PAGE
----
304 - Tibetan feast has spirit
By Lauren Gosnell
There is a certain exot feel to Tibetan culture.
Walking into the Shrine Room of the Riwoche Tibetan Buddhist Temple, it is easy to be swept away by the majestic golden Buddha statues residing over the room and the warm hues of gold, crimson and blue that give the space a regal beauty quite distinct from anything in Western society.
As in almost every culture, food has a spiritual as well as a physical importance to Tibetan Buddhists. On the night of the Dakini Tsog, patrons of Riwoche prepare for a feast offering.
Tsog means "gathering" and Dakini is the deity to whom they are offering the feast. A buffet of simple foods like fruits and cheese adorn a table. Both Buddhists and non-Buddhists of all ages and races have come to take part.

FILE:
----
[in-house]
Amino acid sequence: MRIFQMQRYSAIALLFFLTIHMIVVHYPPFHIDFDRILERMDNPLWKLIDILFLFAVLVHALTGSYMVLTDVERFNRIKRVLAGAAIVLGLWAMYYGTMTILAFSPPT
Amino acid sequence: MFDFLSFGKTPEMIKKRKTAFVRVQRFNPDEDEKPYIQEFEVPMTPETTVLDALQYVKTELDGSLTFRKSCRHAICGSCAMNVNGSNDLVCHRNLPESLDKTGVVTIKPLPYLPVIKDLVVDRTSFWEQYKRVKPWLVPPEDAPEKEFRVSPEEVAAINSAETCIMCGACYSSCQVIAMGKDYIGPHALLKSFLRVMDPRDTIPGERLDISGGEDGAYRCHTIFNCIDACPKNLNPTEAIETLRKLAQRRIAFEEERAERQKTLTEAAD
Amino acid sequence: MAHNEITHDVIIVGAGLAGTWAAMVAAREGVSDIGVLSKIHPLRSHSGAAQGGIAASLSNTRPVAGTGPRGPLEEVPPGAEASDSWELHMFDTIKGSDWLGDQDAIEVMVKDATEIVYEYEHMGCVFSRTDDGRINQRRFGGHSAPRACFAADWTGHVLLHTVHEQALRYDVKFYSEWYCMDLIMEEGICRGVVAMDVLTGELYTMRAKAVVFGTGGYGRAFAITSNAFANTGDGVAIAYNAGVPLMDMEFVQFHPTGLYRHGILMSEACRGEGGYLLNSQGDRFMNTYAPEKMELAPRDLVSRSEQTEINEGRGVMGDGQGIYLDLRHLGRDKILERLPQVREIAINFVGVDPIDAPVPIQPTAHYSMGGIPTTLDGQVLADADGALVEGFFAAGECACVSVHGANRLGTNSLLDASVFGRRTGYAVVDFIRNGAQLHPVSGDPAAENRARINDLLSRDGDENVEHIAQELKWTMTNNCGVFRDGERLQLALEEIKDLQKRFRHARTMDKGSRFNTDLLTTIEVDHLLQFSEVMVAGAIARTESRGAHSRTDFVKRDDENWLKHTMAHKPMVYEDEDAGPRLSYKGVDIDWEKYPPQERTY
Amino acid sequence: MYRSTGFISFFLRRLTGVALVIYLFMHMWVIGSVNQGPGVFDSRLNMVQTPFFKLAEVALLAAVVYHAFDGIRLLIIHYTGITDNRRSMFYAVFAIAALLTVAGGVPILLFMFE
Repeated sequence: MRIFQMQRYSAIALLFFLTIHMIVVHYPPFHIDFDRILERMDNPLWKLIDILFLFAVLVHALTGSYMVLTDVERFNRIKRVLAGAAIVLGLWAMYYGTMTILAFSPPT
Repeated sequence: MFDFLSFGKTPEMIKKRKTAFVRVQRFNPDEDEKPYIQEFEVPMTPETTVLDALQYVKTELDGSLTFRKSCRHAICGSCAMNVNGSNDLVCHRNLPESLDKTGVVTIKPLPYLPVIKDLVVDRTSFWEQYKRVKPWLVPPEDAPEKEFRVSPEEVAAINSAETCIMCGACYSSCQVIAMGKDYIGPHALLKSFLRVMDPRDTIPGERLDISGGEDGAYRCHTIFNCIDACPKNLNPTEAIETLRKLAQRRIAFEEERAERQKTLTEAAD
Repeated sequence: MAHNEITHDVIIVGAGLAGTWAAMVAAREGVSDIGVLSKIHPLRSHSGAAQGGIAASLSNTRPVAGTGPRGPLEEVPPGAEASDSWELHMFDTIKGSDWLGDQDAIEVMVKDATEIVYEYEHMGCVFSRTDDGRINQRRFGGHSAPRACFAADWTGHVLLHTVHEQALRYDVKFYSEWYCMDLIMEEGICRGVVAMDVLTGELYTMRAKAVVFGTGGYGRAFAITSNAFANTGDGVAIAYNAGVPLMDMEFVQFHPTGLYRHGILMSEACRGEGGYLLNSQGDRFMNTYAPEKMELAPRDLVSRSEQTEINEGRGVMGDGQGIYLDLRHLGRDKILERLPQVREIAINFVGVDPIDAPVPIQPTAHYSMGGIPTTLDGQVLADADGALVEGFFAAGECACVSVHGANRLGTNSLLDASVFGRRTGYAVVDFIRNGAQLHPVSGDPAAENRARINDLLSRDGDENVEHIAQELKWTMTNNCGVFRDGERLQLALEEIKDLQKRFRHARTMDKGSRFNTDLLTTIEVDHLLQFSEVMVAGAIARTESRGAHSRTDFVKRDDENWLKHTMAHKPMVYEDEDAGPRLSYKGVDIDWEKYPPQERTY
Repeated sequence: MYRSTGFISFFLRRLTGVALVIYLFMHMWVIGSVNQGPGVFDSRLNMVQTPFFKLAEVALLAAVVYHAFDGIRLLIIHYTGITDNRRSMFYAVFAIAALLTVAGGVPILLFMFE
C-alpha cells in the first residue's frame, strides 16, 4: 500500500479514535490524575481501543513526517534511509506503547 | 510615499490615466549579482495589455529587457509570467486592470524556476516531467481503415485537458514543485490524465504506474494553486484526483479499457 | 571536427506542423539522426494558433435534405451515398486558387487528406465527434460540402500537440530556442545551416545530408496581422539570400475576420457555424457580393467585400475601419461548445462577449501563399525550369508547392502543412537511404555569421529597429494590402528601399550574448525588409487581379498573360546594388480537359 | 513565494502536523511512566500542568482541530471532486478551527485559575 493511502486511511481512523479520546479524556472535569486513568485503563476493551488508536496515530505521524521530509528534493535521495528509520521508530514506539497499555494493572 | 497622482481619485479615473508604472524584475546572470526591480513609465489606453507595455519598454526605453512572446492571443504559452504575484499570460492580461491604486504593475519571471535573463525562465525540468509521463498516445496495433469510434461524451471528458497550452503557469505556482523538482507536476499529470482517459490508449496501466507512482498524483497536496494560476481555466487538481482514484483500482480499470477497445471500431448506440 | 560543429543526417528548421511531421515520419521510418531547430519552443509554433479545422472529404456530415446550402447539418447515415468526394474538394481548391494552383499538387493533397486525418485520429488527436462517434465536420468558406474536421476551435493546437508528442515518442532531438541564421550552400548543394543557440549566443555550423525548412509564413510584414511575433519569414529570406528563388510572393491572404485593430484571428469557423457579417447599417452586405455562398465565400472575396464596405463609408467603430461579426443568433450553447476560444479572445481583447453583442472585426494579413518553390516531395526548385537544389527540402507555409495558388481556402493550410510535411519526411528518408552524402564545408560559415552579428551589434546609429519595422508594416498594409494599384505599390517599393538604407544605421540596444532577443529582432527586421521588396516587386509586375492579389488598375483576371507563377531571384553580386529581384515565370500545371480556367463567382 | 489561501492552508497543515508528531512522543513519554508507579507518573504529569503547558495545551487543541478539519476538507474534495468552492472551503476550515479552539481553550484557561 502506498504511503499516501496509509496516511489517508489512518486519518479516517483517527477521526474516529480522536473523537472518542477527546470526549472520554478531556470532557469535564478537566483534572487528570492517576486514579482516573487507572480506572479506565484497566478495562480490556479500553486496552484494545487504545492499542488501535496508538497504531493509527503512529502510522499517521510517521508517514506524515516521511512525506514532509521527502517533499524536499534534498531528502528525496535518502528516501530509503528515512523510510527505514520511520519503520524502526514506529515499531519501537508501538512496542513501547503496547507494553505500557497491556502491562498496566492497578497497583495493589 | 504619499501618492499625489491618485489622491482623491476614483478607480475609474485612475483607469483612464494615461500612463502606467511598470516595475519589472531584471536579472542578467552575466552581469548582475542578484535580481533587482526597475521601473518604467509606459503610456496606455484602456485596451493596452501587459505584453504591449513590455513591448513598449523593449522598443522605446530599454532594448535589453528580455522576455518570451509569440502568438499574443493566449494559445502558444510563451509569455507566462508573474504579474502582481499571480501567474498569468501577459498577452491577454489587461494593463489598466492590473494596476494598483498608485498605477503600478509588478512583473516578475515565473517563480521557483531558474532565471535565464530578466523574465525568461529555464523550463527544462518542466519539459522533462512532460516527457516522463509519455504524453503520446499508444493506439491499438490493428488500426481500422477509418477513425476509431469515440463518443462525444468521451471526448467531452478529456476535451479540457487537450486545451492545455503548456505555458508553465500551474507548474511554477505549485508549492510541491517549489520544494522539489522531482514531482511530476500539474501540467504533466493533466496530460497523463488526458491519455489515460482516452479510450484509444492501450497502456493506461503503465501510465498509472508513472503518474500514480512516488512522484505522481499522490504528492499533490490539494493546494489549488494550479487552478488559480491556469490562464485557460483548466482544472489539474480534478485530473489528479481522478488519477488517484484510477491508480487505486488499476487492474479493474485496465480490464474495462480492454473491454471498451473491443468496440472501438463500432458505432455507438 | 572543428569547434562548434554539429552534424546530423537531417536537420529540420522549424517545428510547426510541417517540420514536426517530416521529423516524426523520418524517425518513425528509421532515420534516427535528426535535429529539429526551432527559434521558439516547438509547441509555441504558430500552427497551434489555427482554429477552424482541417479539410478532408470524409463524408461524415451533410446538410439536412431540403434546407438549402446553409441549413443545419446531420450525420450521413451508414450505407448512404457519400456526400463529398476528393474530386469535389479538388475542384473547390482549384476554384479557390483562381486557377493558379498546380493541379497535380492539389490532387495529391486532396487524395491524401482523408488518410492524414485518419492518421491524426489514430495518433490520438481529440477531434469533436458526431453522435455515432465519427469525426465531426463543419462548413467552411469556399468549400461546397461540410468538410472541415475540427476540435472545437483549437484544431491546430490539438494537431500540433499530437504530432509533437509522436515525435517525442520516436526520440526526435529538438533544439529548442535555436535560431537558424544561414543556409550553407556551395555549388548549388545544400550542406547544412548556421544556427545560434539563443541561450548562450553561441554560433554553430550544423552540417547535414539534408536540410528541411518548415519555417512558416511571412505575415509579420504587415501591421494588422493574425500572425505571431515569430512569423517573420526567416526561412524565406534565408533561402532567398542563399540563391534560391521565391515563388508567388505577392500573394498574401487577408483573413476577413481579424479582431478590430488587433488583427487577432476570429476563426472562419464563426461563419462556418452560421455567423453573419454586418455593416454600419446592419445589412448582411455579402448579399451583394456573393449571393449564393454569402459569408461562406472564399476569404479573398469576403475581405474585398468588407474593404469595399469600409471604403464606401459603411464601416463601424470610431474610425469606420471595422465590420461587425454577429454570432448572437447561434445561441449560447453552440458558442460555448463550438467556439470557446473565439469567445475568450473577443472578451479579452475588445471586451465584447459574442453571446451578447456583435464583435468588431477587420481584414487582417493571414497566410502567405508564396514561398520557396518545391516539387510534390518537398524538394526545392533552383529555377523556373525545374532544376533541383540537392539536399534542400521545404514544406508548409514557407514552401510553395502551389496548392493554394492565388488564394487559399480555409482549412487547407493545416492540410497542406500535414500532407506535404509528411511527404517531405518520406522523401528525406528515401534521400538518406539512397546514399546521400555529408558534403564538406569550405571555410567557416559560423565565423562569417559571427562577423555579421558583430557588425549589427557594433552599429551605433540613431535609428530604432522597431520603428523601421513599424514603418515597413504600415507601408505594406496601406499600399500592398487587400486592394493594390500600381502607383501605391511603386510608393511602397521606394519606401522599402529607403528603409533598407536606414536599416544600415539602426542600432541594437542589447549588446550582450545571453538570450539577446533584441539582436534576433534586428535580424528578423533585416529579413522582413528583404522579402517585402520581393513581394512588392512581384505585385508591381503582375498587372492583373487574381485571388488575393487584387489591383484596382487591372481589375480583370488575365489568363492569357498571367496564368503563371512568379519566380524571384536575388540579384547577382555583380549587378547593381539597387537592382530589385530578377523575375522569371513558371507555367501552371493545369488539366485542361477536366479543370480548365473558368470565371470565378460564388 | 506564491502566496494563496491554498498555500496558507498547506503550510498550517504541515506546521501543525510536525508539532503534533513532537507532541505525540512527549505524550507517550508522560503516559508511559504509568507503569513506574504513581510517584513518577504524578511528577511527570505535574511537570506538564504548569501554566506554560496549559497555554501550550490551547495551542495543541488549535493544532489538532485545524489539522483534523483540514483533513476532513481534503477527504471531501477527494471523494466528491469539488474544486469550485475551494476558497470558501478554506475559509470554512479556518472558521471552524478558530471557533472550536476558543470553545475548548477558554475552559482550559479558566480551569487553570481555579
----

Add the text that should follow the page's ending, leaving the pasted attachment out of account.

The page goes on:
The Dakini Tsog is a tantric ceremony, which means to involve the senses - in this case, taste and sound. Buddhism aims to overcome the physical world.
Dakini is the female representation of enlightenment. During the ceremony, practitioners chant a mantra – an aural representation of the dakini. While the practitioners sample the foods from the feast table, they attempt to visualize themselves as enlightened beings.
Tsog offerings are held on the 10th and 25th day of each lunar month. The next Dakini Tsog will be on August 26th, 2008.
Toronto’s Riwoche Temple is named after the original Riwoche Temple in Tibet. During the 1959 Communist invasion, many of the temple’s sacred texts disappeared.
In an attempt to restore and preserve their lineage, the Riwoche has established the Kagyu Nyingma Library project.
Riwoche Tibetan Buddhist Temple
28 Heintzman St.